that no exterior application of any nature whatever, or modification of the surface merely, would give any efficacious guarantee of protection against the teredo. Even supposing that one or another of these means would prevent the young teredos from attaching themselves to the wood, yet the constant friction of the water or ice, or any accident, might break the surface of the wood sufficiently to give access to the teredo.
This seems a proper place to mention a practice in general use in Holland for warding off the teredo: this consists in covering wood with a coat-of-mail made of nails. This operation is very costly; for, to really protect wood in this way, it is important that the square heads of the nails join exactly; for insuring the best results, the armored piles are exposed in the open air for some time before being placed in the water, that rust, forming on the surface of the iron, may close up the interstices inevitably remaining between the heads of the nails. But this precaution is not infallible, as the commission examined piles more than once, in the course of its investigation, which had been several years in the water, and whose surface was entirely incrusted with rust more than a centimetre thick, but which were, nevertheless, eaten in the interior by the teredo.
Sluice-gates are frequently covered by sheets of iron, copper, or zinc. It is evident that, so long as such covering remains intact, there is no cause for anxiety on the score of the teredo. Unfortunately, experience has taught us that this protection is not permanent, but is rendered ineffectual by being broken by the force of the water or blocks of ice.
Nature affords sometimes, as we have seen above, a more efficacious protection in covering wood with barnacles or other shell-fish, with the condition that this covering be made before the young teredo attaches itself to the wood. Facts of this sort have led Lehmann to propose the planting on wood of the common mussel (Mytilus edulis).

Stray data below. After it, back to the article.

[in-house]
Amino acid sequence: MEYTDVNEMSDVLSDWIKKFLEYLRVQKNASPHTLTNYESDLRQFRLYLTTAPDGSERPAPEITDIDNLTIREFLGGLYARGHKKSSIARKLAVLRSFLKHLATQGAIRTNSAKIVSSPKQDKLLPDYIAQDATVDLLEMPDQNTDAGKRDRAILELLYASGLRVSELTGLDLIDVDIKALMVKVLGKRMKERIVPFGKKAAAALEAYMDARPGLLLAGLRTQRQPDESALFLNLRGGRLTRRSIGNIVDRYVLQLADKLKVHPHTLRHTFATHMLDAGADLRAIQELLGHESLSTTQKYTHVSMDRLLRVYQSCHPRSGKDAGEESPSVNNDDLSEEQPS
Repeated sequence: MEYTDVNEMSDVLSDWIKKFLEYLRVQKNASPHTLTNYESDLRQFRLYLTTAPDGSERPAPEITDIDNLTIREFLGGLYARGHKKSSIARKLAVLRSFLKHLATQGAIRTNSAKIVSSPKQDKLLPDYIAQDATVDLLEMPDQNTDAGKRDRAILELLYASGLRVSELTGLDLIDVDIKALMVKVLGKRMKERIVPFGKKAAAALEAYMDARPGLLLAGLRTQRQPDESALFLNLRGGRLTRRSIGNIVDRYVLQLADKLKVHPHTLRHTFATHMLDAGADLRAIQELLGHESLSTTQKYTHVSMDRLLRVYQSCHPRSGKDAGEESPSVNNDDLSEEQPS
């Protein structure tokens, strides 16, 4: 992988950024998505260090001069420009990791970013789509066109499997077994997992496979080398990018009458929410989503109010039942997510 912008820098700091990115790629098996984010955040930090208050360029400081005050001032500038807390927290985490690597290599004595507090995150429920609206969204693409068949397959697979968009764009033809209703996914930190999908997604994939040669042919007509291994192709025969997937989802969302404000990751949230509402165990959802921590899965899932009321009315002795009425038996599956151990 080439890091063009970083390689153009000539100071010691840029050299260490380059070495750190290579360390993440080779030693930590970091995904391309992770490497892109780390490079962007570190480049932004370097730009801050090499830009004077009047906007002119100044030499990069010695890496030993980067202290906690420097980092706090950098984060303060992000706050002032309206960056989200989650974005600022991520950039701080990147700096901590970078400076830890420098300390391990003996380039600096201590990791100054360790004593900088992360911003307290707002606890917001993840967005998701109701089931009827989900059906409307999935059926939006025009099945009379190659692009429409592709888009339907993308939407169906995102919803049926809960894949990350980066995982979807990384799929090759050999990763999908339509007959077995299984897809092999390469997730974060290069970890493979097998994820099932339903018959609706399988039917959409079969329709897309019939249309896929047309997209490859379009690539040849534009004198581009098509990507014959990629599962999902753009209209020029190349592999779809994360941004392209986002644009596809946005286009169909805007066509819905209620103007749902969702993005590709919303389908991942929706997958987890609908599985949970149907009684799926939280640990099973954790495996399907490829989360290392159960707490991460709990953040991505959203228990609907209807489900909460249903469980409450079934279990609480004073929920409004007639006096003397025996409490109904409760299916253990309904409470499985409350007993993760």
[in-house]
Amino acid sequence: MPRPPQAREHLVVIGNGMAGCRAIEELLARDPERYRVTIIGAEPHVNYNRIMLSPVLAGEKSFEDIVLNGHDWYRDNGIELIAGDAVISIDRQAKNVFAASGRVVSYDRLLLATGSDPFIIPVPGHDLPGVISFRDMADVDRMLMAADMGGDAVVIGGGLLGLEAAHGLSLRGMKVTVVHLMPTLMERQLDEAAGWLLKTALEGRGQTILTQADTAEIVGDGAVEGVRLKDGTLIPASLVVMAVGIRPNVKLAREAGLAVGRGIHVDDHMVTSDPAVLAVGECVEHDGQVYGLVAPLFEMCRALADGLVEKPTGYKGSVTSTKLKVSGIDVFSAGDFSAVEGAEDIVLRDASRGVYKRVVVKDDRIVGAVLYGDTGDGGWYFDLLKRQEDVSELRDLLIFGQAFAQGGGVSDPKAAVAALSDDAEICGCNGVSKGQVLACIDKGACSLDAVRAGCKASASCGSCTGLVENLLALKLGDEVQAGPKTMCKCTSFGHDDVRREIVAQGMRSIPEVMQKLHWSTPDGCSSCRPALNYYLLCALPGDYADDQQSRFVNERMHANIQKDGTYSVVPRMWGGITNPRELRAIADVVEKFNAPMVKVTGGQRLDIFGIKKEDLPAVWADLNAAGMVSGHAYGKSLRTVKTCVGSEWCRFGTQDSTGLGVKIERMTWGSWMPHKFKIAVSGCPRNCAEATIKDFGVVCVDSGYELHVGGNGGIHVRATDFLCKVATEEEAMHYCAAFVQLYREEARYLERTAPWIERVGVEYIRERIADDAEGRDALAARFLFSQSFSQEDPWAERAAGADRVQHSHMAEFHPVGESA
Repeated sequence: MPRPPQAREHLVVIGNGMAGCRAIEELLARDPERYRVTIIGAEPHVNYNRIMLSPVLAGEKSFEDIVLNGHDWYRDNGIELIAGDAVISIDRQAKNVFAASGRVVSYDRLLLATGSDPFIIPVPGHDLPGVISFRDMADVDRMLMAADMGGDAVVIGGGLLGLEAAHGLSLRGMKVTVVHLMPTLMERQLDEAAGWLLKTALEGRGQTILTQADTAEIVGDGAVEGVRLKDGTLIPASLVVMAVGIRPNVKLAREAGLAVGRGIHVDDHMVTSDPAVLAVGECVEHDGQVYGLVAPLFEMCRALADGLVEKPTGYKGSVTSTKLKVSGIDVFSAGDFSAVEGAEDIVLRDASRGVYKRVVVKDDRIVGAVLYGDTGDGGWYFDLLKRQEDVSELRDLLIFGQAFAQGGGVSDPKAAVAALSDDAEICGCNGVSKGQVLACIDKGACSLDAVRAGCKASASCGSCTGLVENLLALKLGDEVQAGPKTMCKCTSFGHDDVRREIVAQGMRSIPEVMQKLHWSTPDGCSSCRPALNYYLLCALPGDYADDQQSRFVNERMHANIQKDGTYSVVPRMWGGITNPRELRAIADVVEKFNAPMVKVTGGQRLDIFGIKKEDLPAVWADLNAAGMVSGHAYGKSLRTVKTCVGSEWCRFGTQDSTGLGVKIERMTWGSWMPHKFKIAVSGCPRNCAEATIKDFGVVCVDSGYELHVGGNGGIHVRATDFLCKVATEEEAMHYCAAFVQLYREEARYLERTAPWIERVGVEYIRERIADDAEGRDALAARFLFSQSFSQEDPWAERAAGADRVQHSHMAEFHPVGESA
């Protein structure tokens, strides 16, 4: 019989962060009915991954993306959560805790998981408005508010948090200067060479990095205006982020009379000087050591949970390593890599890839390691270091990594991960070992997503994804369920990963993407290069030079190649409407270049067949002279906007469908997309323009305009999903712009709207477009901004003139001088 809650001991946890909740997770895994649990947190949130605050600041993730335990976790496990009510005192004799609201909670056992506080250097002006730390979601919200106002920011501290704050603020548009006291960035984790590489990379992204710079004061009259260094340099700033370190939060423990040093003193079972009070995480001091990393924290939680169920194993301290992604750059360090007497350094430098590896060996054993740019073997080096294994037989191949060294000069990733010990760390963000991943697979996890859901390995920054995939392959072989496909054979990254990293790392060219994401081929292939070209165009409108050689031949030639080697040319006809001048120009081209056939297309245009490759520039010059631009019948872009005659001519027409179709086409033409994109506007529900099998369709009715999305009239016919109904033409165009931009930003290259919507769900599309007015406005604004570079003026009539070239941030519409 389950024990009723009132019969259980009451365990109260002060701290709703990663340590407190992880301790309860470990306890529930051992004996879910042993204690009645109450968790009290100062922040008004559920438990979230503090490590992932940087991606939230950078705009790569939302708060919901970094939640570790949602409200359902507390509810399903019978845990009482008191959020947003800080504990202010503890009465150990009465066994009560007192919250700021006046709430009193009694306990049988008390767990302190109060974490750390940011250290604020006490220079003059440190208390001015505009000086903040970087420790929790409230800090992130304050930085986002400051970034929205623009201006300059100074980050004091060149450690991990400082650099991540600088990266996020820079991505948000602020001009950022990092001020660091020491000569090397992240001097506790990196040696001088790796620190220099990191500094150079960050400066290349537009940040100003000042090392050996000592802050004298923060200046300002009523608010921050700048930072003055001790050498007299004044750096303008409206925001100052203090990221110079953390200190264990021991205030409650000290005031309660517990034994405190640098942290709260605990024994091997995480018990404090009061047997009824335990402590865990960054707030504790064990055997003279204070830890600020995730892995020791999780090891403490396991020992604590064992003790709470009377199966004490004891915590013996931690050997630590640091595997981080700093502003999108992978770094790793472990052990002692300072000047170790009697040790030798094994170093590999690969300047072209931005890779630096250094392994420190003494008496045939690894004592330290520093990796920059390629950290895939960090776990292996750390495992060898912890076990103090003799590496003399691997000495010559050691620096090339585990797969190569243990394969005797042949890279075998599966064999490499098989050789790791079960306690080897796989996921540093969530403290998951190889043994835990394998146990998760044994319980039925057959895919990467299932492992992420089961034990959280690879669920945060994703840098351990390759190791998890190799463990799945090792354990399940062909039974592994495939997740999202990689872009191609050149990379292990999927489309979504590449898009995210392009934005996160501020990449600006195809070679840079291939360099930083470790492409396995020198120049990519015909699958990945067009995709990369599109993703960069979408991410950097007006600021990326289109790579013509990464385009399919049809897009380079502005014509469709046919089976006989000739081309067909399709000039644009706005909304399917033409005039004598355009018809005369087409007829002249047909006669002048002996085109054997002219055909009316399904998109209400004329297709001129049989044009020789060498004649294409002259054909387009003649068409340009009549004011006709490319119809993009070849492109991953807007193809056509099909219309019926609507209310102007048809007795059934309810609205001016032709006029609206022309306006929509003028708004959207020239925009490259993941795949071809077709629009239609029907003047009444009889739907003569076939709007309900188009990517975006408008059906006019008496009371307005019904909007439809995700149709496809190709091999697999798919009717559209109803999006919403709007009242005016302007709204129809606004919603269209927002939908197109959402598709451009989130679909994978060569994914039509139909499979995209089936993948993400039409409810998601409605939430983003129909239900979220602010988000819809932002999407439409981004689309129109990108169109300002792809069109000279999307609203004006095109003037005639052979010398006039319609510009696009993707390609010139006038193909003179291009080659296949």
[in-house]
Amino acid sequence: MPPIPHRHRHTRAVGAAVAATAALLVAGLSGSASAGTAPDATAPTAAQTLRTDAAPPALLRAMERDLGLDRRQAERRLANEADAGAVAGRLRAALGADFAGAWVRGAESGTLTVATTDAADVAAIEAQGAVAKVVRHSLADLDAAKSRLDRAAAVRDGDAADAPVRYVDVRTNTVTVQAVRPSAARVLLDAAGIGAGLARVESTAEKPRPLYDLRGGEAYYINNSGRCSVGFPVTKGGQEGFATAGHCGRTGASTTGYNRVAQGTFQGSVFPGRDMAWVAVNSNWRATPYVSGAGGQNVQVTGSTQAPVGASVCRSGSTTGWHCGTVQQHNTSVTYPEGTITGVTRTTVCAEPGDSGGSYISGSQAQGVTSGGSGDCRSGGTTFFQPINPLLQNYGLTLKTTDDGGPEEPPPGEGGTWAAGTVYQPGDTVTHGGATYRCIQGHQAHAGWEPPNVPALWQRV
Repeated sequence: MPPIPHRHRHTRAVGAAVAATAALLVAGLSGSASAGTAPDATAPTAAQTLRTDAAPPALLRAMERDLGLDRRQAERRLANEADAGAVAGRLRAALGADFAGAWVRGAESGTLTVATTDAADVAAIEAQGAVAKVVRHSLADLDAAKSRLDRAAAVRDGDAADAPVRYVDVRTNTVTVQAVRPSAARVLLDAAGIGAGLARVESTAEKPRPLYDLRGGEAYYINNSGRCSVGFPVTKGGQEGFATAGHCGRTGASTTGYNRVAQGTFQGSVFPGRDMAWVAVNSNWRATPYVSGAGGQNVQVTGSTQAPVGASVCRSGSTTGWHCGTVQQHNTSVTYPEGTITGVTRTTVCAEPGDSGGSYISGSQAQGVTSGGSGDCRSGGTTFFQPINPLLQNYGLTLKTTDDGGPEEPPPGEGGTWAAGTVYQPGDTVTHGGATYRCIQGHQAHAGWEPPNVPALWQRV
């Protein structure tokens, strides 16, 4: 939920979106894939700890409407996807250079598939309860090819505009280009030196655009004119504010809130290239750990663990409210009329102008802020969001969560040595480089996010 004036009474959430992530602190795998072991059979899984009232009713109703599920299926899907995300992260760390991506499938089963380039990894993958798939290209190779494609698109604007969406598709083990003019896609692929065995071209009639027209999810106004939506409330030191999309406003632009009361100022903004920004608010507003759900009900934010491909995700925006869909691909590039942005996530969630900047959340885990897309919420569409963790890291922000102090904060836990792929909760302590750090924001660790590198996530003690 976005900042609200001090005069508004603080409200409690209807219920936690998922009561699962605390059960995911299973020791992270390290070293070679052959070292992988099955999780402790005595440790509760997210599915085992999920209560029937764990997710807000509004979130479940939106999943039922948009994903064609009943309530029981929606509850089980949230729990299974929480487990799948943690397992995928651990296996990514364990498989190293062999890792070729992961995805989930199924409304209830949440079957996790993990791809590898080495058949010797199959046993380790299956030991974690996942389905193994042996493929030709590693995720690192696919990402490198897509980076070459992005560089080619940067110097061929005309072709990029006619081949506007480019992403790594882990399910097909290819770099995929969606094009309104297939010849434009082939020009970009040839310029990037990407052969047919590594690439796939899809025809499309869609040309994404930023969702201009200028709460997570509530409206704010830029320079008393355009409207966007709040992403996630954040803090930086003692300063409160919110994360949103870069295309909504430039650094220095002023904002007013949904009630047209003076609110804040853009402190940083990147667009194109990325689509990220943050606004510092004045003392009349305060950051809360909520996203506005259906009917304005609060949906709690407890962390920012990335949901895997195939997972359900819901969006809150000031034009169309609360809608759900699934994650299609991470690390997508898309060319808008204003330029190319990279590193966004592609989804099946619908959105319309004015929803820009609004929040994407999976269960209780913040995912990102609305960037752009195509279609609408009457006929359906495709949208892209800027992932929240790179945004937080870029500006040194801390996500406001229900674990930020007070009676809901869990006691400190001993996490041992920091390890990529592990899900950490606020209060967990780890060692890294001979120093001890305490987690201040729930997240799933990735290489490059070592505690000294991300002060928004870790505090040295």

Impregnation of Wood with Different Substances.—The commission examined in this category the following methods:
1. Sulphate of Copper.—The impregnation of the blocks with this salt was performed at the factory of MM. Van der Elst and Smit, at Amsterdam. Experience proved, even in the first summer (of 1859), that this preparation had absolutely no power against the teredo. Nevertheless, to make sure that the failure of this experiment was not due to insufficient preparation, the commission procured from the establishment of M. Boucherie, at Paris, two pieces of beech-wood covered with its bark, two pieces of beech without bark, and two pieces of pine, all prepared with sulphate of copper. These blocks, when exposed, did not resist the teredo any better than those prepared at Amsterdam. These trials completely confirmed the results obtained by the engineer Noyon (“On the Inefficacy of the Boucherie Process in Sea-Water,” Annals of Bridges and Roads, April, 1859).
2. Sulphate of Protoxide of Iron (Green Vitriol).—The blocks were